EU support for scrapping fund

According to the spokesman for the EU Parliament's Environmental Committee, several of the groups in the committee are positive toward the fund, which will improve the conditions for ship scrapping. Whether this will happen with the current structure of the fund is, however, uncertain, says Carl Schlyter.

There is political agreement in the EU Parliament's European Committee about the need for a financial mechanism regarding the future scrapping of ships, says the committee's spokesman Carl Schlyter, who have been asking around in light of the vote next month.

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"I've spoken to the spokesmen of the five largest groups, and of those five, four like my idea, though they disagree about the proper way to do it," he says, adding:

"There is political unity about the fact that we need some kind of financial mechanism in order to make this work. I hope the fund is passed in one way or another. Maybe not exactly the way I proposed it, but as a kind of financial incentive to make people follow the rules," says Carl Schlyter to ShippingWatch.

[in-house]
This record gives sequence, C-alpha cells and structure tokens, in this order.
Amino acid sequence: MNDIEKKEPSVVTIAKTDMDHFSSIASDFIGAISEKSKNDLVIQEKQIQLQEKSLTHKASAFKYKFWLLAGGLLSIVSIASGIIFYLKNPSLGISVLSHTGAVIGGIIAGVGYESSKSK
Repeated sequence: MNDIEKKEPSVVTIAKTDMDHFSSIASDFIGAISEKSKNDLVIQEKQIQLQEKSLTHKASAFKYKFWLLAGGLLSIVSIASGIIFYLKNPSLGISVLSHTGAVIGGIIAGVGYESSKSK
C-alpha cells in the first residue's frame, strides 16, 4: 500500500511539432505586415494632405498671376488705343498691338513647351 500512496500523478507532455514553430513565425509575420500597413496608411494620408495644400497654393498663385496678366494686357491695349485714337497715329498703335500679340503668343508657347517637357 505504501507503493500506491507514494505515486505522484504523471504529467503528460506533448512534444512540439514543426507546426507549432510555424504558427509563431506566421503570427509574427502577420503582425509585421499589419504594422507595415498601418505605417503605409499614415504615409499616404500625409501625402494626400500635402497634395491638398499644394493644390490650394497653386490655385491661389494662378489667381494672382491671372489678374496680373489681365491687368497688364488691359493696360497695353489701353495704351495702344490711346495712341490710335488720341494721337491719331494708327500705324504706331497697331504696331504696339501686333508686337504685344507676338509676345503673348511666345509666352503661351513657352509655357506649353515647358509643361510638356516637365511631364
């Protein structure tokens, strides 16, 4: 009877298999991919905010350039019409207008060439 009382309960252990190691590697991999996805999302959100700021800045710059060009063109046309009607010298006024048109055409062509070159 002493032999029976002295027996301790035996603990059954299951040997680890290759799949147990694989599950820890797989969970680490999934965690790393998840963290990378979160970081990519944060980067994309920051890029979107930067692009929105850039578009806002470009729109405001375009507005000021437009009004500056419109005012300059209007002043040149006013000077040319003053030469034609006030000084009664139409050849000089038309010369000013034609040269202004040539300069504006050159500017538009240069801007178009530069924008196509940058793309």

He believes that, with the way things are now, it is too easy for the shipping industry to work around the rules, and that there is a need for legislation that would make it profitable to comply with the law.

Too easy to break the rules

One of the groups opposing the fund is the European People's Party Group, as it does not believe in regulating the markets, supporting instead the free trade, says Carl Schlyter.

"But with the extent of rule dodging we're seeing today, where rogue parties can earn extra money by breaking the rules, that means the markets have been sidelined."

At great harm to the environment and the people working with ship scrapping in Pakistan, India, and Bangladesh, he says:

"So in order to make the markets work again, it's only fair that we regulate with this set-up."

Difficult to secure government support

Even if the fund, in one shape or another, makes it through the Parliament, it will still be a challenge to convince the governments of the various countries.

"The governments believe that the best way to deal with the industry is by not setting any requirements of it. It's a somewhat counterproductive attitude toward modern industry. But a lot of governments think like that in times of crisis, and that's tragic, because it will hurt European industries in the long run," he says.

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